Language should be precise. “Healthcare Anywhere” is the term I use to describe the massive changes and disruptive convergence that is transforming healthcare dynamics and delivery in the US and around the world. While “mobile health” begins to describe these changes, it tends to focus on the mobility of the devices and other technologies, and not on the mobility of the people—the patients, caregivers, health care professionals and others who now fit healthcare into their hurried and overscheduled lives.
As articulated by Ernst & Young in 2012, the traditional model for healthcare delivery is characterized by periodic measurement, treatment of disease, opaque decision-making and financing, and control firmly in the hands of providers. However, healthcare is moving from its traditional two places for delivery—the hospital and the doctor’s office—to the patient, aided in part by mobile devices and always-on connectivity.
Delivering healthcare to this third place—the patient—relies on continuous monitoring, a focus on prevention, wellness and behavior modification, and transparency in all aspects of care, billing and reimbursement. Healthcare Anywhere also requires a shift in control and responsibility for good health to the patient, and arms him or her with the necessary tools, information and other resources required for improved self-management. As we have seen over the past few decades, one of the main motivators for patients to take more ownership of their own care has been the accelerating trend of rising deductibles, co-payments and co-insurance that have made them painfully aware of how much things cost.
Let’s take a look at two areas that are already undergoing significant changes due to the dynamics described above, and consider how we can best position ourselves and our companies for this brave new world:
1. Updating Our Understanding of the Doctor-Patient Dialogue
Technology continues to have a huge impact on what we have historically called the “Doctor-Patient Dialogue.” The new doctor-patient relationship is longitudinal and multi-channel, with more symmetrical access to the vast sources of online medical knowledge. Think of it—using a smart device from any location, most patients and doctors can now access the same search engines, journals, clinical trial databases and educational modules. A search engine doesn’t know if the person entering the query is a doctor or a patient, and it doesn’t care. It responds to the same query in the same way, so patients and HCPs are often seeing the same results.
Also, both HCPs and patients are now using tablets and smartphones in the exam room together to tap into these resources and enhance a patient’s visit. Some patients are even using their devices to record their conversations with the doctor so they can review them later by themselves or with their families. Patients are also bringing months of biometric data from fitness and medical devices to share with the HCP in order to provide a much richer picture of what is happening between visits.
2. Making Sense of New Technology Purchase & Use Habits
Analysts at Accenture have recently observed four emerging consumer technology purchase and use trends. In this case, “consumer” can mean patients, caregivers or HCPs.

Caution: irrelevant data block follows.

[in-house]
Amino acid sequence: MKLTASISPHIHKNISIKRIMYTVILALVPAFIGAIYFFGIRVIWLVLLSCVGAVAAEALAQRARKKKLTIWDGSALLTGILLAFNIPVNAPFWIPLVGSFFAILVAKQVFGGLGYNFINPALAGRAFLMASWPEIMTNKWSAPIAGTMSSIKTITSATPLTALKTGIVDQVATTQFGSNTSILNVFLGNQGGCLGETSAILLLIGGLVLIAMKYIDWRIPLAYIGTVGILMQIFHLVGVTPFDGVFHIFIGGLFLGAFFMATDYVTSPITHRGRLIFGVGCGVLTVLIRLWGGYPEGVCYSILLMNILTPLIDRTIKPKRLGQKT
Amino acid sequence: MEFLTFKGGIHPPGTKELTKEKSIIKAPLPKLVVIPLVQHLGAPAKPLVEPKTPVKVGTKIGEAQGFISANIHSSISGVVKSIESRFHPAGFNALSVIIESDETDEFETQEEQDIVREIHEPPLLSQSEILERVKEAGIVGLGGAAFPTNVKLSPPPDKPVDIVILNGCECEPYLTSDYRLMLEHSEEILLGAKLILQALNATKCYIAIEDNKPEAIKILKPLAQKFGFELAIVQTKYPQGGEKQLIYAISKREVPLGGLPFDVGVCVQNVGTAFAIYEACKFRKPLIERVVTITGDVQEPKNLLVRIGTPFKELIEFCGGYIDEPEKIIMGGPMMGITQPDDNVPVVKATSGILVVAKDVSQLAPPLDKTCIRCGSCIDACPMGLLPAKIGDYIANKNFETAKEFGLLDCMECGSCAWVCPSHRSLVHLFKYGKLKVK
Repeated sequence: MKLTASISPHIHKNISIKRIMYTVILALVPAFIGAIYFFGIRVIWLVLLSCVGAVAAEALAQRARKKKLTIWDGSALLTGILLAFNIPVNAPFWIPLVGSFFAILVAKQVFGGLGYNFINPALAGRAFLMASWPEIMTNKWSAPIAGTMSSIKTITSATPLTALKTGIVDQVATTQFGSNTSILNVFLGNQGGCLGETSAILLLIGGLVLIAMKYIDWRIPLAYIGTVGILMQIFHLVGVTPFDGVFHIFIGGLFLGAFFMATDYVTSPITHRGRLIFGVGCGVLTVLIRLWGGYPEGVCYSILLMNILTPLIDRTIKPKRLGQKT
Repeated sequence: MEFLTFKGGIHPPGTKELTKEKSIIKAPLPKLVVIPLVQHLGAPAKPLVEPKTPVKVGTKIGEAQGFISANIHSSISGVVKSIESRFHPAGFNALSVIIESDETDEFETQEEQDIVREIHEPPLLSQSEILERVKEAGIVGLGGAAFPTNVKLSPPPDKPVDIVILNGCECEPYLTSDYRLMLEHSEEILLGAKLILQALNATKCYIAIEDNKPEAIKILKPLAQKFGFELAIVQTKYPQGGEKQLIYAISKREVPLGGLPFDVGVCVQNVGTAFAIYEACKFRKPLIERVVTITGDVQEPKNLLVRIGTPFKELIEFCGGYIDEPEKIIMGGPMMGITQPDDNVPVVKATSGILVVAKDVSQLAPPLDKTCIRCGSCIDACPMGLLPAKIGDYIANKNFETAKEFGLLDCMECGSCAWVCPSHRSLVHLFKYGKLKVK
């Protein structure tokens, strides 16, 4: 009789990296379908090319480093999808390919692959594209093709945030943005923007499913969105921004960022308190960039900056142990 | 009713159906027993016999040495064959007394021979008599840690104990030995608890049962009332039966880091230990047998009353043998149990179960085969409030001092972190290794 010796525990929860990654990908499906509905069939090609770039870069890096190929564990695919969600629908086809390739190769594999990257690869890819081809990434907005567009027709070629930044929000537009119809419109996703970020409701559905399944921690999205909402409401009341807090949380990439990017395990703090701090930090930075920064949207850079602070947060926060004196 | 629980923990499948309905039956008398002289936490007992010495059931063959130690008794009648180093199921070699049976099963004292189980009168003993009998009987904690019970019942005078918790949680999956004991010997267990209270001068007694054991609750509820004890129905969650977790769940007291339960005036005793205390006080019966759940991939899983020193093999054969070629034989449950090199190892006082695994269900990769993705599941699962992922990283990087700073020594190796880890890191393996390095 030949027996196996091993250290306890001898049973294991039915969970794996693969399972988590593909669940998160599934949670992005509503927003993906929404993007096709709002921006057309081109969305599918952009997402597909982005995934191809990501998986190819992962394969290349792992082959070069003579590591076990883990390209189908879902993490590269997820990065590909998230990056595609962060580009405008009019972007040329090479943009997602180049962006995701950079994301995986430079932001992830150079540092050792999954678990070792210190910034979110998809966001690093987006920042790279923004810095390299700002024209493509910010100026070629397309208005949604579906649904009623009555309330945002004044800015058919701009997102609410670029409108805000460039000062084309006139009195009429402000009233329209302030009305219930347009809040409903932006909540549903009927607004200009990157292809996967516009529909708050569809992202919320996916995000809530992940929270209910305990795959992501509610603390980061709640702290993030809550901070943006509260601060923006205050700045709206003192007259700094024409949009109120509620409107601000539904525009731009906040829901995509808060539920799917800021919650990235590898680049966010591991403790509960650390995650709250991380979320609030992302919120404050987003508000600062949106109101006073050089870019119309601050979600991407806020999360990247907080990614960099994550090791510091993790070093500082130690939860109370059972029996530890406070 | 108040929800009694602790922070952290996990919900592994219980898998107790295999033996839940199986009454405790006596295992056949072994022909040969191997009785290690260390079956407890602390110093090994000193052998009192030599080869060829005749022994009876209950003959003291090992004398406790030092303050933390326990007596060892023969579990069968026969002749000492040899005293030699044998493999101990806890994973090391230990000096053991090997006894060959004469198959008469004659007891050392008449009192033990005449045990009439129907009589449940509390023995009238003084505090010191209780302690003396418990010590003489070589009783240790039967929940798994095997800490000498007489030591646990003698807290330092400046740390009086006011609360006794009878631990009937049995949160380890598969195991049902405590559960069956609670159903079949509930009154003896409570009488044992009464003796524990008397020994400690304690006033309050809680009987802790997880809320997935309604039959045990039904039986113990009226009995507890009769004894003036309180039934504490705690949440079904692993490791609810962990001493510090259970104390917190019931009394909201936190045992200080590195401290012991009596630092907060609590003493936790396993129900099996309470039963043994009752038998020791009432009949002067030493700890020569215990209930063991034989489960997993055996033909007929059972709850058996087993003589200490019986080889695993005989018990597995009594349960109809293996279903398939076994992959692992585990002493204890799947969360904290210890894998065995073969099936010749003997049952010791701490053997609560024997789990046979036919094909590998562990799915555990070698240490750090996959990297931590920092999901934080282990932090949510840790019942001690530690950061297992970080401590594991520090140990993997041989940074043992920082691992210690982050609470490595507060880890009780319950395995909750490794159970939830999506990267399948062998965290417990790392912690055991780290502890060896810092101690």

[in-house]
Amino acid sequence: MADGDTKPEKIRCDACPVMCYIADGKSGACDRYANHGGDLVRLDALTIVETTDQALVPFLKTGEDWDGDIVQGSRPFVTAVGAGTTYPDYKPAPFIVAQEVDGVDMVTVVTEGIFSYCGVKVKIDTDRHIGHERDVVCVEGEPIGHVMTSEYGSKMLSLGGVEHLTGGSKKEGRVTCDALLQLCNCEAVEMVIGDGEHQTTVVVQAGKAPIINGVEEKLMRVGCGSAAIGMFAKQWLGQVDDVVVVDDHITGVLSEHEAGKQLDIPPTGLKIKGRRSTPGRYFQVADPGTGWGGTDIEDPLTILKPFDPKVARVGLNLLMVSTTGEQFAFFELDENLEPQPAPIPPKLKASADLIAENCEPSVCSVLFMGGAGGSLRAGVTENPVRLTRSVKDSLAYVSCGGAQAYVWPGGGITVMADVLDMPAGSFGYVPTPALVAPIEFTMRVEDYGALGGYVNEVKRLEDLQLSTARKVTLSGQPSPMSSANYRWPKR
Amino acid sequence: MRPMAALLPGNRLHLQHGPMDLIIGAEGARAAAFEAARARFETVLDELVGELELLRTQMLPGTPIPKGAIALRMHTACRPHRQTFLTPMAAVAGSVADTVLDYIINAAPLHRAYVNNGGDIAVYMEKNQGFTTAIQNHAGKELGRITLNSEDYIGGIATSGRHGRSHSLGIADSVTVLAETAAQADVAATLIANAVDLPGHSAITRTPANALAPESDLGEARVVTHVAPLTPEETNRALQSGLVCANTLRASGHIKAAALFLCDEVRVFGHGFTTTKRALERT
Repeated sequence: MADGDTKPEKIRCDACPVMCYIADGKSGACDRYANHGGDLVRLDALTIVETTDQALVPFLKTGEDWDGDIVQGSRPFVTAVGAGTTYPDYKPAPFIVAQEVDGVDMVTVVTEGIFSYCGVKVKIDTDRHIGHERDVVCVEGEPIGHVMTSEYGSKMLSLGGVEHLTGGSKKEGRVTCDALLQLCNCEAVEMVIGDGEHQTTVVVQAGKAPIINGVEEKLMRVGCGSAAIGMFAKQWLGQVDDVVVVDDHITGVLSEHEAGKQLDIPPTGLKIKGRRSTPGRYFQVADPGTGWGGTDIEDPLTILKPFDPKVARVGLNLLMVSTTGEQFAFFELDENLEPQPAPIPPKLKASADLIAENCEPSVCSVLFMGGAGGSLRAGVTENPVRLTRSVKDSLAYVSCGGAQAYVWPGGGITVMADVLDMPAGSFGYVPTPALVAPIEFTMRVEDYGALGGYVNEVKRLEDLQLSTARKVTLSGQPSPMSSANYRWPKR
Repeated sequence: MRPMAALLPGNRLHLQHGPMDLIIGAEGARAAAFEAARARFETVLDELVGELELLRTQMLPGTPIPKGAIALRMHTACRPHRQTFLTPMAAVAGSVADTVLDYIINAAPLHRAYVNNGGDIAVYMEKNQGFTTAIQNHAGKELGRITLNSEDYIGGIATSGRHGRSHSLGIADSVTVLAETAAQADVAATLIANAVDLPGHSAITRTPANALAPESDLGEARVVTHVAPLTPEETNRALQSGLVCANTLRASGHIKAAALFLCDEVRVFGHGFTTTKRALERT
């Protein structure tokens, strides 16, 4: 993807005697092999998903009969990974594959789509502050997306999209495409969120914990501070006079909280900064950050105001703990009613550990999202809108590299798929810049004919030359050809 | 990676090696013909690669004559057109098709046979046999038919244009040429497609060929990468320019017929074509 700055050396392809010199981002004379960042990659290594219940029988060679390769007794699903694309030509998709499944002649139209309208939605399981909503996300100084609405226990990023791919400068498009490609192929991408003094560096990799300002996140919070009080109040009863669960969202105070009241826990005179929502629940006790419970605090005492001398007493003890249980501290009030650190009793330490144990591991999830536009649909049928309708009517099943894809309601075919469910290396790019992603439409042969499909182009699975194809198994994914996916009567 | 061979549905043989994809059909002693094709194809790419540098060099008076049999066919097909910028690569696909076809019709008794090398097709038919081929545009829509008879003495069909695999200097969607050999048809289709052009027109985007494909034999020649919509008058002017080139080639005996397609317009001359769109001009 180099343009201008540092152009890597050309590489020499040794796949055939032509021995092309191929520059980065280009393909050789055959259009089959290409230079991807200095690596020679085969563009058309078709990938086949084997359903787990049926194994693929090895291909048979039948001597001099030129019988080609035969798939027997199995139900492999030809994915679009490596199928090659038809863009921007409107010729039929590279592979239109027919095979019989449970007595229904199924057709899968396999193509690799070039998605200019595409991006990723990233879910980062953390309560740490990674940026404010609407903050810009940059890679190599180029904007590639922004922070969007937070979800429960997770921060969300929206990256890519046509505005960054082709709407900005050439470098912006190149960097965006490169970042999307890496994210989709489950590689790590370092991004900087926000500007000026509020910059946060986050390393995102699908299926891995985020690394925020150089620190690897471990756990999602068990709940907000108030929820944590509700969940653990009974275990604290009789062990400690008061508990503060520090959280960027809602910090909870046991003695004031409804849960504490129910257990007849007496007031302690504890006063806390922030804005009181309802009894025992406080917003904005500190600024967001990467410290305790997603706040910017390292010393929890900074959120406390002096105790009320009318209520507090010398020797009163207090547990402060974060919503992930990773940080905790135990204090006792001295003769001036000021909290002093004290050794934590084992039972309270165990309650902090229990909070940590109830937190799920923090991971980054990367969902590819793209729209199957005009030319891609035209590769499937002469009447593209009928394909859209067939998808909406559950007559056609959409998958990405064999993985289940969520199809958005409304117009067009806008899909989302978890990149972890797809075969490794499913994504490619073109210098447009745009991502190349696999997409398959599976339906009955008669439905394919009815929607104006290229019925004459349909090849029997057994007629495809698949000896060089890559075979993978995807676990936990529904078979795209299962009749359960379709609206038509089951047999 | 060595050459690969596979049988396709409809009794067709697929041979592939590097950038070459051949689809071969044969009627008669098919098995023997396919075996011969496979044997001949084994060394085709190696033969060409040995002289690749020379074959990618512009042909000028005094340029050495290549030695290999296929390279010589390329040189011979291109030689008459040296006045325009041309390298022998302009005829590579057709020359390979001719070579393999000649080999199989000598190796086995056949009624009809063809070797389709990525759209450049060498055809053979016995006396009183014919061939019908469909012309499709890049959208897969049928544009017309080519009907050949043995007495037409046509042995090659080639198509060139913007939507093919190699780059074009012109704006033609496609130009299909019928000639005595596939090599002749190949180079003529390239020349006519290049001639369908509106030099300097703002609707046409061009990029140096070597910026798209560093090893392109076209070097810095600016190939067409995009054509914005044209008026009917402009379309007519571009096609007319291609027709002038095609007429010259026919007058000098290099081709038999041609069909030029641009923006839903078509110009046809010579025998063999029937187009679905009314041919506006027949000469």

First, due to convergence they use fewer multi-function devices, with the big four being PCs, HDTVs, smartphones and tablets. These tools are the digital Swiss army knives of today, and we can expect to see them evolve over time into, among other things, wearable computing devices from Apple, Google and others. Small and cheap biometric sensors to track health have already found their way into smartphones and fitness devices, and this proliferation has the potential to expand the Quantified Self movement into the mass market.
Next, consumers have become platform agnostic. No longer do they feel the need to choose between iOS, Android, Microsoft, et al. for all of the devices they own at home or at work. The developer and commerce ecosystems for all platforms are now robust, and consumers are mixing and matching to best meet their needs and stay one step ahead of obsolescence.
Third, consumers are much more comfortable with the Cloud. iTunes and Amazon were only the beginning, and now many HCPs routinely use cloud-based EMRs, billing and scheduling tools. Former Google CEO Eric Schmidt astutely recognized that “your phone is a front end for a supercomputer,” and that supercomputer is the Cloud.
Finally, we have seen the consumerization of IT in the workplace. BYOD, or Bring Your Own Device, refers to employees who bring their own computing devices to work for use and connectivity on the corporate network. Expect that trend to continue, even as IT departments grapple with security challenges. This is especially acute for healthcare companies under HIPAA or non-US equivalent laws that must ensure high levels of data privacy and security for their customers.
We are still early in this transformation, and the technologies, business models and ecosystems are still in flux. Forrester Research eloquently characterized how serving mobile customers requires a different approach: “Mobile engagement empowers people to take the next most likely action in their moments of need.” Imagine Healthcare Anywhere as a fluid ecosystem that assembles on-the-fly at the point of need, laser focused to enable the next best action required to improve a person’s health. Imagine that it is infinitely scalable, repeatable and automatic. Then imagine your role in making that happen.
As an EMMY-award winning filmmaker early in his career, Joe Shields learned how to craft beautiful images and compelling stories. Applying his unique perspective to business, he has led global marketing, new product development, emerging technologies and enterprise innovation for Fortune 100 companies in specialty chemicals, telecommunications, pharmaceuticals and medical devices.
Contact Joe at www.linkedin.com/in/joeshields.